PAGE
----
The Big Music Quiz

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When I arrived at a recording of The Big Music Quiz some months ago, the audience was already on its feet dancing.

Either I had missed one helluva warm-up by Michael Pope or somebody forgot to give me my glass of red cordial. Or had they all been trucked in from a recording of You’re Back in the Room? As the show progressed, and the dancing continued, I knew this had to be seen through the small screen, to see if the experience on the couch matched the one in studio.

Several months on I’m still thinking I missed the red cordial. The Big Music Quiz is no Spicks and Specks, but then it really isn’t trying to be. Humility is left at the door in place of ‘par-tay time!’ It’s less about the questions, more an excuse to boogie to nostalgic pop tunes. Does it really matter if celebrities cheat in order to get the answer, does it really matter who wins and loses? Not here where playtime takes priority over gameplay.

In the first episode Lawrence Mooney, Emily Taheny, Melanie Vallejo, Kris Smith, Giaan Rooney, Alec Snow, Dave Gleeson and Ella Hooper face off as two teams, in a series of simply-themed trivia rounds. In every round the answer has to be the artist, which is supposedly harder than naming song title. Multiple choice options kick in after a short think time, but are worth less points. As music tracks play those at home have ample time to beat the stars.

Rounds are also varied as music is performed via obscure musical instruments or badly sung by people wearing headphones, but the end point is the same -to name the artist of each tune. However at the end of every question we get post-mortem comments from the celebs along with dancing from the audience. Everyone in this show is here to party more than they are to tackle trivia. It’s a bit rude of questions getting in the way.

Most (but not all) of the undemanding questions were based on 80s music or later. Lawrence Mooney served up his share of gags, Giaan Rooney was surprisingly strong with her music knowledge and Kris Smith looked just too pretty for his own darn good.

I’d like to say host Darren McMullen keeps things moving, but the format requires him to halt the gameplay in order to party. On the day I attended there was even a conga line with audience members and stars together -I guess points for audience participation. The arena set resembles a giant walkman and headphone jacks (I think) and plenty of coloured lights. No making the mistake of The White Room here.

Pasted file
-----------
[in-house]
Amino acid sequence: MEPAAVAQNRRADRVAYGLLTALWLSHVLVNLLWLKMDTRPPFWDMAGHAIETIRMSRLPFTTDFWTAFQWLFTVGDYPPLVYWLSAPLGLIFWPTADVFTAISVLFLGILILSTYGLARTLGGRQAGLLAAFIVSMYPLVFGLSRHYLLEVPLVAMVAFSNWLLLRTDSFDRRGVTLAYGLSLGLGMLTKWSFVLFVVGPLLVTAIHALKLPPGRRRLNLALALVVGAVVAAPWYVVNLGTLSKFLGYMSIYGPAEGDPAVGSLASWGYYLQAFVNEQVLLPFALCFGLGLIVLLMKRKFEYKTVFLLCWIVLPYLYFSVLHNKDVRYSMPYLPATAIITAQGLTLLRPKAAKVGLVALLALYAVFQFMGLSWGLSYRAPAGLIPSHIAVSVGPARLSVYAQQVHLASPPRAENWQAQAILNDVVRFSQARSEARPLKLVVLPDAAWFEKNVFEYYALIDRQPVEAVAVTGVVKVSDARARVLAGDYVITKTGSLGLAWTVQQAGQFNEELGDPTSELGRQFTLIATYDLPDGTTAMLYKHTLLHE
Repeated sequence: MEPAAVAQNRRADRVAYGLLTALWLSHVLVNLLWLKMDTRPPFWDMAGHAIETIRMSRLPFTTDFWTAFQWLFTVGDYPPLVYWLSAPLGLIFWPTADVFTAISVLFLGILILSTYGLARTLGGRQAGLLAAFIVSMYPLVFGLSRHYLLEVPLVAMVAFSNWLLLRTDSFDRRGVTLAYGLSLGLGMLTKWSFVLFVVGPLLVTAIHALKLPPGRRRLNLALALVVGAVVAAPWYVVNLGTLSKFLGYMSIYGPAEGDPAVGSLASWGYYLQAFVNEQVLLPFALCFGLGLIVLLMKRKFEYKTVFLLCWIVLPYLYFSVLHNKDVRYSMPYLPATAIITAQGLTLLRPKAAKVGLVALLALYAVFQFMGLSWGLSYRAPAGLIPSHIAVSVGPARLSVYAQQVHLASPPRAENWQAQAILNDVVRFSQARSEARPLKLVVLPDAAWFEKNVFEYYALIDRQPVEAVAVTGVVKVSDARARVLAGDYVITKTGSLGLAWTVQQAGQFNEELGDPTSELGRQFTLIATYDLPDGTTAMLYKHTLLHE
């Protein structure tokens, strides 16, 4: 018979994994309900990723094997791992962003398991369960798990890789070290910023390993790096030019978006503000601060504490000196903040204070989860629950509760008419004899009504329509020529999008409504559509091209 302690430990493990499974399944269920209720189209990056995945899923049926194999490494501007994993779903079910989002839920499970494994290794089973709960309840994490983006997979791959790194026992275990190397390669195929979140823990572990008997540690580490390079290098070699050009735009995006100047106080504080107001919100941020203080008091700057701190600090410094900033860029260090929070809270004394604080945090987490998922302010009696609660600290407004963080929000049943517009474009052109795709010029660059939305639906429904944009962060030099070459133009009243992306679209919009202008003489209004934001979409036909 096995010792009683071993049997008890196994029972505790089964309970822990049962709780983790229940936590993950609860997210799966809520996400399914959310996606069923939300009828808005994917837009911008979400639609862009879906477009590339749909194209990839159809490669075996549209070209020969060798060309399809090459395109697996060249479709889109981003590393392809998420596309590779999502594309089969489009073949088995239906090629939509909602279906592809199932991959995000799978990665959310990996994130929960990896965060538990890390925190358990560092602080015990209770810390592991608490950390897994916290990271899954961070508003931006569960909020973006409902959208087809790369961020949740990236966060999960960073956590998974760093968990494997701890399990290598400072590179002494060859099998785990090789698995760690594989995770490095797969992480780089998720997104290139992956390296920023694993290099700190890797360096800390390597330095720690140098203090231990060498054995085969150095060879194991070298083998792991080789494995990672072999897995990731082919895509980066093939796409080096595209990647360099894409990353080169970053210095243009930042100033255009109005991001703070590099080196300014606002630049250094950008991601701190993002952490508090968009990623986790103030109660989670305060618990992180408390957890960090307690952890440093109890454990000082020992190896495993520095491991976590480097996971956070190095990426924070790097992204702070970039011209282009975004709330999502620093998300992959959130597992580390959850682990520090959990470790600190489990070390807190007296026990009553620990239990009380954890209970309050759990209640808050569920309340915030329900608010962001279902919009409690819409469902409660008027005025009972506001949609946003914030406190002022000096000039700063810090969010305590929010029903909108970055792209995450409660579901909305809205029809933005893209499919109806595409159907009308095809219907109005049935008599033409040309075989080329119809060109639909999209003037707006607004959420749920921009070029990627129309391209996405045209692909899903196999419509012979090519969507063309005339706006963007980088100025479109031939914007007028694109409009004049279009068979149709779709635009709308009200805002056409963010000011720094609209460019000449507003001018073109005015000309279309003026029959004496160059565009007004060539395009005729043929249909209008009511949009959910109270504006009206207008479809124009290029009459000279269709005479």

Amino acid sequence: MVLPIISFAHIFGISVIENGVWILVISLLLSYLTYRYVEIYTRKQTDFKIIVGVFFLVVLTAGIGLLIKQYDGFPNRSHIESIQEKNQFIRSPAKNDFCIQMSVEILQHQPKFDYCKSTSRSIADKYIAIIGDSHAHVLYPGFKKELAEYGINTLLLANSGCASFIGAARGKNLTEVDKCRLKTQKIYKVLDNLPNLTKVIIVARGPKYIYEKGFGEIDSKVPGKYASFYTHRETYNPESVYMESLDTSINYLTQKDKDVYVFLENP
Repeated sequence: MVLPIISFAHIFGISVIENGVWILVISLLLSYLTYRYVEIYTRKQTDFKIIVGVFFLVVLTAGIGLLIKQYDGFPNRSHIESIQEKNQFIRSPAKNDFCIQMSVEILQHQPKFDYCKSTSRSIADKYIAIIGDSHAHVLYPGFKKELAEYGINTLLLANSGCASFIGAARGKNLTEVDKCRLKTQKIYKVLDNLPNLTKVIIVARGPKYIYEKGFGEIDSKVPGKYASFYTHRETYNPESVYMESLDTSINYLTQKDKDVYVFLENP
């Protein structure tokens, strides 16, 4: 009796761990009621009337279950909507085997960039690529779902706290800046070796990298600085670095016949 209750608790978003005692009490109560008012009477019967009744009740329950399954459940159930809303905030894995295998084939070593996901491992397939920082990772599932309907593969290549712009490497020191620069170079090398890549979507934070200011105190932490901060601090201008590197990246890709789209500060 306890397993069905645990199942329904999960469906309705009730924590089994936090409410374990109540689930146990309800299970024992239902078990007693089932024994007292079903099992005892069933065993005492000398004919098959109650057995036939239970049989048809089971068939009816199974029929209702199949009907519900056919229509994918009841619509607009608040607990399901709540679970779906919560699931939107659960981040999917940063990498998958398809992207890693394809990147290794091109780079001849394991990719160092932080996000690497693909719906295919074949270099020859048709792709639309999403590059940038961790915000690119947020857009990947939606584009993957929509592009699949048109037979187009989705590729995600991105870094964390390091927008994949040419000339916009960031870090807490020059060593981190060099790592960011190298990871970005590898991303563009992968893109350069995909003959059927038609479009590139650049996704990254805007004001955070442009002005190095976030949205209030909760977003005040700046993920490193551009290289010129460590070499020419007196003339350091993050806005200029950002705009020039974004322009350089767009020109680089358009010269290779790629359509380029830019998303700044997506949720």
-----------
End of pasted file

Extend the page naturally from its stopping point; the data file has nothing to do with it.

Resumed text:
But at least this is trying its hand as family entertainment, it’s really hard to strike a balance between smart and entertaining telly that hits all the demos (Talkin’ ‘Bout Your Generation, Thank God You’re Here you are both missed).

While Spicks and Specks and RocKwiz have enjoyed long runs thanks to their charm and chemistry, The Big Music Quiz pumps up the volume in an effort to keep the ball in the air. The show is definitely more fun to play as participant than to watch as spectator. Were this a pub night then everybody would go home happy. But I suspect it will polarise its audience into those who have a great night in and those wanting more questions, less nonsense and a quicker pace. As I am clearly a party pooper who just didn’t get it I fall into the latter camp. But whaddo I know? Pour out the red cordial and try it out for yourself.

The Big Music Quiz airs 7pm Sunday on Seven.

12 Comments:

  1. I watched part of the first episode. It was like one of those HR team building sessions that everyone hates but goes with it anyway, just to get through it. Awful.

  2. It was a little “meh”. I enjoyed being able to pick the older tunes before the contestants, but then turned off when newer music that I had never heard of was used. I’m of the camp that would prefer more questions and less partying. It felt like a pub quiz, and the dancing was annoying. I won’t be watching again unless there is nothing else on and I want something light. Only watched last night to fill the half hour before Survivor started.

  3. I’ll take your word for it, David! After recently getting hooked on The Chase – which has a good mix of game play and humour, it seems like I won’t be enjoying this show.

  4. One show I still miss is Don’t forget your toothbrush. It was frightfully expensive to produce. Wonder if it could work on a lower budget today.

  5. I went along for an afternoon recording of the show and returned for the evening recording as well. Was also the last two episodes of the series. Enjoyed both recordings but had more fun the second time around based on the participants. Am incredibly curious to see how it relates on screen and actually have my doubts. I think too many people will compare it to Spick and Specks. Naturally the same celebrities are in more than one episode and I think their banter and interaction with each other and the audience is what makes for a fun show. Ironically, this set had the comfiest seats I’ve sat on and we were up dancing for most of the show!

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